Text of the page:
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Red Sox prospect Noah Song, a Navy grad, values his service time

Noah Song, a 6-foot-4 right-hander from Claremont, California, set six program records, including for most career wins (32) and strikeouts (428), led the nation with 161 strikeouts this season and became the Naval Academy's first player to be named first-team All-American by Collegiate Baseball.

U.S. NAVAL ACADEMY

By CHRISTOPHER SMITH | MassLive.com | Published: October 9, 2019

BOSTON (Tribune News Service) — The Red Sox drafted talented right-handed pitcher Noah Song in the fourth round out of the United States Naval Academy in June. One of the top story lines became whether the Navy would accept his petition to become a reservist and delay his active service time to play professional baseball.

An MLB team likely would have drafted him in the first round if not for the uncertainty surrounding his military service time. He has a four-pitch repertoire that includes a fastball that topped out at 98 mph in college and a plus-curveball, per his Baseball America scouting report.

Song has strong values. He’s not concerned about fame and earning millions playing baseball. He has the talent to make good money.

The 22-year-old, a 2019 Golden Spikes Finalist, simply wants to pursue what makes him passionate. He’s passionate about both serving in the military and playing baseball.

“Obviously my service time for my country and our servicemembers is a huge thing that I value and I feel very passionate about,” Song told MassLive.com near the end of Short Season Lowell’s season. “So on that end, something like that, it goes into my own personal goals in life: my self-fulfillment and things I want to accomplish throughout my lifetime.

“From the baseball aspect, really the reason why I’m playing baseball or why I even want to keep playing baseball at this level is obviously it’s fun and everything. But it’s really kind of about the competition level," he added. “At the end of the day, I want to know for myself just kind of how far Noah Song is able to play baseball. Whether that be in Short A and this is it, or maybe a level higher or two. Really for me, it’s just trying to see where my peak is.”

Baseball America listed him on the Red Sox’s fall instructional roster. But he remained in Newport, R.I., where he’s stationed.

In spite of his situation, the Red Sox drafted a talented pitcher.

The 6-4, 200-pounder received permission from the Navy to pitch at Lowell this summer while he also served in Newport. He allowed just two earned runs in 17 innings (1.06 ERA) and posted a .167 batting average against. He struck out 19 and walked five.

SoxProspects.com already ranks him the No. 9 prospect in the system.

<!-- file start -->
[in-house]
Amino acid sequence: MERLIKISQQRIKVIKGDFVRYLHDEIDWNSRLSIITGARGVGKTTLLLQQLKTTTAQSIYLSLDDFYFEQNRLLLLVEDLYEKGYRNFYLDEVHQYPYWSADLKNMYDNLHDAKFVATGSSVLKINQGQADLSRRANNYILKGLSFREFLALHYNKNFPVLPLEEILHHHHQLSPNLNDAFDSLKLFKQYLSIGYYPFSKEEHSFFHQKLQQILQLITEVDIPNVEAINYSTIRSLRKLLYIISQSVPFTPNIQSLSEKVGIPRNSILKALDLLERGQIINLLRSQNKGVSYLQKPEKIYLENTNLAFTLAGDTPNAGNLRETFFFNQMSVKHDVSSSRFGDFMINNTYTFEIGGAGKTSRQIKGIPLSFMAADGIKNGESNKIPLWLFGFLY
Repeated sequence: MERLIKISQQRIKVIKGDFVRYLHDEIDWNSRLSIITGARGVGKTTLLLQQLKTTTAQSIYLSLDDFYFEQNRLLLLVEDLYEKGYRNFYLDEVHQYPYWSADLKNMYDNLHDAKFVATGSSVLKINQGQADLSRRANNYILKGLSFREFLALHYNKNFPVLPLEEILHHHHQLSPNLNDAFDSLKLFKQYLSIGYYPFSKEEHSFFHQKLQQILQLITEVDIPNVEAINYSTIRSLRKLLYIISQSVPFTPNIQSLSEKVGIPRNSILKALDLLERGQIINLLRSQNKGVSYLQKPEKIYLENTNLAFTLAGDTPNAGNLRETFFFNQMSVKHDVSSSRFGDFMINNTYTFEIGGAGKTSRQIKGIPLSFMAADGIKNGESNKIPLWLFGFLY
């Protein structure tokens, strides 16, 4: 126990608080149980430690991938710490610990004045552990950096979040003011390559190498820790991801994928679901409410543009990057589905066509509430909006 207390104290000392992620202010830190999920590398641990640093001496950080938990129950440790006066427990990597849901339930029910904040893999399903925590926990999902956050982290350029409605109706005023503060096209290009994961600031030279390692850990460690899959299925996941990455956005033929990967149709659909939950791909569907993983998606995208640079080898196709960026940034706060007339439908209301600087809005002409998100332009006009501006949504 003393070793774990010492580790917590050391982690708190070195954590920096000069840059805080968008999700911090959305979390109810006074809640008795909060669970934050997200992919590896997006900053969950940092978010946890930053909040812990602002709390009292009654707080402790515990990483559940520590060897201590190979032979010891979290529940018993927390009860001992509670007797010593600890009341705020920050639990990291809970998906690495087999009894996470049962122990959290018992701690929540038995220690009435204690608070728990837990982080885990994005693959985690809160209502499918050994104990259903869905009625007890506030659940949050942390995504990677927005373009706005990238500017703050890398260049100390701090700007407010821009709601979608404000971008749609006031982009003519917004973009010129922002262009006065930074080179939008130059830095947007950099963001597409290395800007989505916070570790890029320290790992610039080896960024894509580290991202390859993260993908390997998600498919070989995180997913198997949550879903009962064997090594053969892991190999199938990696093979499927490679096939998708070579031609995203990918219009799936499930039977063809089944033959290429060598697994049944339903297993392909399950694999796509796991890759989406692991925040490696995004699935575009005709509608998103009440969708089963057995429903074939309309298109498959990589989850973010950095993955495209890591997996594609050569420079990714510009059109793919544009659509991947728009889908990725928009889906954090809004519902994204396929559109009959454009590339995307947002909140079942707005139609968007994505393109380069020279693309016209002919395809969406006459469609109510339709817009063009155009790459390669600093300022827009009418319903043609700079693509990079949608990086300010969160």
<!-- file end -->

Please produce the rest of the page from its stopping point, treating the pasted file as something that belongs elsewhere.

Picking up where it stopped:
“As far as physical development, it’s really been the changeup that’s come along a little bit,” Song said. “I threw it slim to none in college. And then our pitching coach (Nick Green) here, he’s really, really big on the changeup. He’s really trying to emphasize that to me. Obviously I had a lot of trust in him. And I started to trust the pitch a little bit more. It by no means is a perfect pitch. But it’s one that obviously has developed into one I can use in every start now."

He’ll obviously accept whatever path his life takes him. His parents taught him to pursue what make him passionate. His father works for the Los Angeles County Sheriff’s Department. His mother is a middle school special education-aide instructor.

“Growing up, I was by no means in a rich household or anything,” Song said. “Our parents did a good job raising us. They were able to supply everything that we needed. But I think everything past the necessities in life, everything else really is a luxury. And it’s just kind of how your perspective is. And I think going through the Naval Academy makes you realize a lot of things in life our luxuries. People just don’t realize that they are.

“I think when it comes down to it, you’ve got basically your food, water and your freedom. It’s pretty much the necessities that you really need in life. For me, everybody talks about how the military doesn’t get paid that much. But the fact that you get paid to do an honor like that and to serve your country and to protect that freedom for yourself and for your family members and friends, it’s a great thing to do. And whether it be next year or a few years after baseball ends, one way or another, that service time will get paid back by me in full. And I’m very much looking forward to it."

A Navy graduate also could petition and request for reserve status after two years of active duty.

“There’s no guarantee there, either,” he said.

©2019 MassLive.com, Springfield, Mass.
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